Wachovia Corp., the nation’s sixth-largest lender, was forced to sell, eventually going to Wells Fargo & Co.

As for BNY Mellon, the company chose to reimburse its clients invested in funds managed by affiliates and affected by the Lehman bankruptcy.That decision cost the bank $433 million. The senior officers and legal team also expect that their own compensation will be seriously reduced for some time to come, Biben says, because of new executive compensation rules demanded by Congress of all financial institutions.

Across the nation, the stock market plunged; banks stopped lending; airlines, automakers, media companies and others went in search of bankruptcy advice; hundreds of thousands of workers were laid off. The end of September marked the end of modern banking’s Gilded Age.

Boston University’s Hurley thinks that if Paulson and Bernanke could have a Lehman weekend do-over, they’d find a way to save Lehman. “They misjudged the repercussions,” Hurley says. “I think they know they blew it.”

One critic of the government is Ann Graham, who teaches banking law at Texas Tech University School of Law in Lubbock and is editor of the Banking Law Prof Blog. Saving Bear Stearns and not Lehman Brothers showed the lack of a consistent strategy for dealing with the crisis, Graham says. It was a “soap opera” approach, she adds, resulting in uncertainty throughout the economy.

The Lehman Weekend had changed the world of banking forever. More immediately, the credit markets were frozen; huge banks had no confidence in — and wouldn’t lend to — other financial institutions. “Those of us on the inside felt real fear. But there was this disconnect with the rest of the world. America was going on like nothing had changed,” says Biben.

Then the lesson sunk in, and not just with the lawyers or bankers. Biben recalls returning home from work one late night after Lehman fell. An old elevator in his building requires a human operator, and this night, one named Sergio was at the controls. When Biben stepped onto the elevator that night, Sergio asked, “Mr. Biben, what should I do with my 401(k)?” He wasn’t asking how to invest his money; he was asking if it was safe, Biben says. Fortunately, the money was in a safe institution, and Biben was able to reassure him. “That’s when it dawned on me that the crisis was finally striking the rest of America. They were getting it,” Biben says.

By Oct. 3, Congress got it, too, and passed the $700 billion bailout plan. Paulson quickly infused $147 billion into the nation’s nine largest banks in a stock purchase program, to ensure that they would keep functioning smoothly. BNY Mellon sought nothing — it ended the third quarter with $303 million in net income despite writing off a $726 million charge related to support agreements to keep their customers whole against Lehman and other losses. Biben says the bank felt it was “the right thing to do,” but it also made sense from a legal and public relations standpoint. While BNY Mellon did not ask for bailout money, Paulson allotted the bank $3 billion to ensure that it remains strong and to protect its crucial role on Wall Street.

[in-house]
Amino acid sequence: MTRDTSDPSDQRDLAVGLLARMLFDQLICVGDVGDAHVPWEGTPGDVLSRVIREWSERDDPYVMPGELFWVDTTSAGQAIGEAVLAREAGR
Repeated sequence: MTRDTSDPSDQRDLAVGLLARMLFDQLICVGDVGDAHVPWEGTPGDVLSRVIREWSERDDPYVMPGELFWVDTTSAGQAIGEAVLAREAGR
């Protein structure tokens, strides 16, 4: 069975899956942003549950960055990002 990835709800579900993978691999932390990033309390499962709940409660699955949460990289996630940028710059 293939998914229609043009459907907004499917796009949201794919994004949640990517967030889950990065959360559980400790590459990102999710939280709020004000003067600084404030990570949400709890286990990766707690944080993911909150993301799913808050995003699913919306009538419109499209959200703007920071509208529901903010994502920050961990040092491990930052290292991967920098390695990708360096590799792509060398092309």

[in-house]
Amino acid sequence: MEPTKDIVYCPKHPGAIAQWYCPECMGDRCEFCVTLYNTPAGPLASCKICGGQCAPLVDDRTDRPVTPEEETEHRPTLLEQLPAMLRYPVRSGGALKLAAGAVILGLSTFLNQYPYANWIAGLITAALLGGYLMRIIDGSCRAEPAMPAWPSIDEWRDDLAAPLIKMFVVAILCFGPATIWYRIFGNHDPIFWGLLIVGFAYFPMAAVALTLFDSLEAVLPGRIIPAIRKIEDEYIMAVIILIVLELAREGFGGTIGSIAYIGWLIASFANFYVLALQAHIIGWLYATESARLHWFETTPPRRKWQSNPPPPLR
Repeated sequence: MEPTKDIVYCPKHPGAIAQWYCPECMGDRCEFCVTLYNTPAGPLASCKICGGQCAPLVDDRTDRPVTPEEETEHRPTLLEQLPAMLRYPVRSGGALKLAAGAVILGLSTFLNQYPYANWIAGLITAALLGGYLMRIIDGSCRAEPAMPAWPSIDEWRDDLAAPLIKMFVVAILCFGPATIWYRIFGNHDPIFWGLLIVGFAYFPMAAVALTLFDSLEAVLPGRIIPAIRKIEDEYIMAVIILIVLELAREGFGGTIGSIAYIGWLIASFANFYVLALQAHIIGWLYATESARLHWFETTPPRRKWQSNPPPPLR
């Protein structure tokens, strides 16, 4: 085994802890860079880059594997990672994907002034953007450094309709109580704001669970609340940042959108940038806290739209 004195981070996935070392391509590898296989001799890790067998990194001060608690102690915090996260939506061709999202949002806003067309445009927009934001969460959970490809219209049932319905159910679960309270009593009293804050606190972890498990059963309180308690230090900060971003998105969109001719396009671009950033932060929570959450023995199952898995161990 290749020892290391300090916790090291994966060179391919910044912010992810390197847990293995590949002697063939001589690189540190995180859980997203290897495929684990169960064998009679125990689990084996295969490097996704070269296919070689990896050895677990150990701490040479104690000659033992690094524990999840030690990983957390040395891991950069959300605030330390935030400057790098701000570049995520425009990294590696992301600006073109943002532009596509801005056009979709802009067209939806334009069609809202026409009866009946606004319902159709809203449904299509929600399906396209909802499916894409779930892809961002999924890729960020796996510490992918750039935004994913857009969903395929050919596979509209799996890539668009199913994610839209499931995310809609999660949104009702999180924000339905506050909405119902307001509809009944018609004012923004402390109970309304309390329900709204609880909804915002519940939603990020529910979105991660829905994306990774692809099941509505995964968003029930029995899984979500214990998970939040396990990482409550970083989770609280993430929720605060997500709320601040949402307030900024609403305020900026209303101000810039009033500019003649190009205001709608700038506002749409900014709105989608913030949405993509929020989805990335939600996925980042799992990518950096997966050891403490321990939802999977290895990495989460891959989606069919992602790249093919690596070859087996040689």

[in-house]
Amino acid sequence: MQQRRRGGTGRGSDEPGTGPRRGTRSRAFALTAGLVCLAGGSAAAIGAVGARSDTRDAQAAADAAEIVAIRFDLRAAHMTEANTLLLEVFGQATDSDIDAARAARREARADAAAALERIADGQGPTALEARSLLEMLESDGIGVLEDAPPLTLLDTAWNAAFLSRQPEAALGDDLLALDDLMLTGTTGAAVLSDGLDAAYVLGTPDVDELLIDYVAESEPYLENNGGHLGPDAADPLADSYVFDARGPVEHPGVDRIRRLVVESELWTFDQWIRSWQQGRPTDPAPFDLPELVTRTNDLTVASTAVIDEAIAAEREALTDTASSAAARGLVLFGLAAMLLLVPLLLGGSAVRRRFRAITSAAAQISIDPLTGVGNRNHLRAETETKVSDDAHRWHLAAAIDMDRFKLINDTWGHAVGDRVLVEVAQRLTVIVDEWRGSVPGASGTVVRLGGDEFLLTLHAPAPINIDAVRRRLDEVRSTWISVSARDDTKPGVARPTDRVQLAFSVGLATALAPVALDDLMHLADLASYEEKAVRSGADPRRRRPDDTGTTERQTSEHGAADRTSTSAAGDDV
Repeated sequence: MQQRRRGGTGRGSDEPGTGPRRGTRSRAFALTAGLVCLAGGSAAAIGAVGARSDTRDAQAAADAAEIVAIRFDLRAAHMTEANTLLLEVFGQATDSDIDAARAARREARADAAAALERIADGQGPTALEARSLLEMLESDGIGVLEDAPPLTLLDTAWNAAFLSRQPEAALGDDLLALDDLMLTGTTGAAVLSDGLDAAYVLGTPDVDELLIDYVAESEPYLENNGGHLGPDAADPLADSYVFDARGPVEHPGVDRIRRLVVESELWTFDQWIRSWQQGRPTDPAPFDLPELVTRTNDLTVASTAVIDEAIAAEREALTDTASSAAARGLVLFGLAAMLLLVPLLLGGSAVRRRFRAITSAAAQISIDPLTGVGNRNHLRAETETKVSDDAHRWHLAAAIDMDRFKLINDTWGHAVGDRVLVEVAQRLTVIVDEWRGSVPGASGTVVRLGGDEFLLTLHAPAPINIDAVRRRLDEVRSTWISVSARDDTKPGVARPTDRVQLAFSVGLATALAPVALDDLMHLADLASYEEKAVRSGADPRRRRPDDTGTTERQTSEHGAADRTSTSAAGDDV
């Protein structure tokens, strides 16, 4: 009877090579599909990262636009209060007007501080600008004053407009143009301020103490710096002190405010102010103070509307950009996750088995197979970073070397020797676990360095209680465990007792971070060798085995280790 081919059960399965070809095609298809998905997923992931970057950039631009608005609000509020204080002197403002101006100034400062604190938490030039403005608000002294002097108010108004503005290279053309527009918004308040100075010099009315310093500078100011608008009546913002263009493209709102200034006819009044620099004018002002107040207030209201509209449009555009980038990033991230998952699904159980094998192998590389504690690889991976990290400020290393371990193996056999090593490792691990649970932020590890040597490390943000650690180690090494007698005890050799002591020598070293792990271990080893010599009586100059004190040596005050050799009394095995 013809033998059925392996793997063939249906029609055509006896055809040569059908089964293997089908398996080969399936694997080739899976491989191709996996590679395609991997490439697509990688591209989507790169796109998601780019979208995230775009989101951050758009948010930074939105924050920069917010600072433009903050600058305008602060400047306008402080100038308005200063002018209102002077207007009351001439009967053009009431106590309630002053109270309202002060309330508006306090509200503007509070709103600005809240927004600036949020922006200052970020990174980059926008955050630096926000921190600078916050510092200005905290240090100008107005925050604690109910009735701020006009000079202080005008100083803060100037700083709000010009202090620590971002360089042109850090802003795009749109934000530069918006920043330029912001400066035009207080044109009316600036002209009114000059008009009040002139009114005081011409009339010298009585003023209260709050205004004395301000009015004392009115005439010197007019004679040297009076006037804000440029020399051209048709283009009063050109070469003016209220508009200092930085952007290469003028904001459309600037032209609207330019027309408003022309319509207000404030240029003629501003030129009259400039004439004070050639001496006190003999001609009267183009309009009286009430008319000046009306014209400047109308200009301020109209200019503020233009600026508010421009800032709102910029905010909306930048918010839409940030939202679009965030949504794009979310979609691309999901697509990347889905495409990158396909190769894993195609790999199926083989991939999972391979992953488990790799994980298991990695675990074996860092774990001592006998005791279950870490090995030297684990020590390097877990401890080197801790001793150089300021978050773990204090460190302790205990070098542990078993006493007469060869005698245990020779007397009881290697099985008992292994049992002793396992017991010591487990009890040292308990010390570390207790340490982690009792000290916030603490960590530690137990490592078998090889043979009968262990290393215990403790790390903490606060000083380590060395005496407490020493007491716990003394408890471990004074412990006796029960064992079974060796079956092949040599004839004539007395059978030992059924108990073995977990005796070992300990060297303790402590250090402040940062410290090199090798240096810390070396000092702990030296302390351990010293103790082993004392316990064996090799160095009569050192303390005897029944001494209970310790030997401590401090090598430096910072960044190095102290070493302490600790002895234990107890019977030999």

With the Lehman crisis behind him, and awaiting difficult but acceptable fourth-quarter results, the usually upbeat Biben grows solemn as he looks back on his legal department’s efforts. His mind repeatedly goes to the words of one of his heroes, and everyone’s favorite wartime prime minister, Winston Churchill. In 1940, after France fell and as Churchill readied Britain to face Hitler’s onslaught, the prime minister proclaimed: “Let us therefore brace ourselves to our duties, and so bear ourselves that if the British Empire and its Commonwealth last for a thousand years, men will still say, ‘This was their finest hour.’ “

The Lehman Weekend was not a war, Biben concedes: “But all the investment banks and financial services as we had known them for the last two centuries were in very real jeopardy.” His bank’s lawyers worked through the long hours and weeks, while most of the bank’s employees, indeed most of the nation, remained totally unaware of the deepening peril. “This was,” Biben insists, his eyes moistening and his voice filling with emotion, “our finest hour.”


In an effort to solidify the nation’s nine largest and strongest financial institutions, last fall the U.S. government took the unprecedented step of buying up $147 billion worth of preferred bank stock. Here is where the money went:

Name of Institution: Bank of America Corp.
Headquarters: Charlotte
3rd Qtr 2008* (earnings per share): $0.15
3rd Qtr 2007: $0.82
Amount (in billions): $15

Name of Institution:
Bank of New York Mellon Corp.
Headquarters: New York
3rd Qtr 2008* (earnings per share): $0.72
3rd Qtr 2007: $0.67
Amount (in billions): $3

Name of Institution: Citigroup Inc.
Headquarters: New York
3rd Qtr 2008* (earnings per share): $(0.60)
3rd Qtr 2007: $0.44
Amount (in billions): $47

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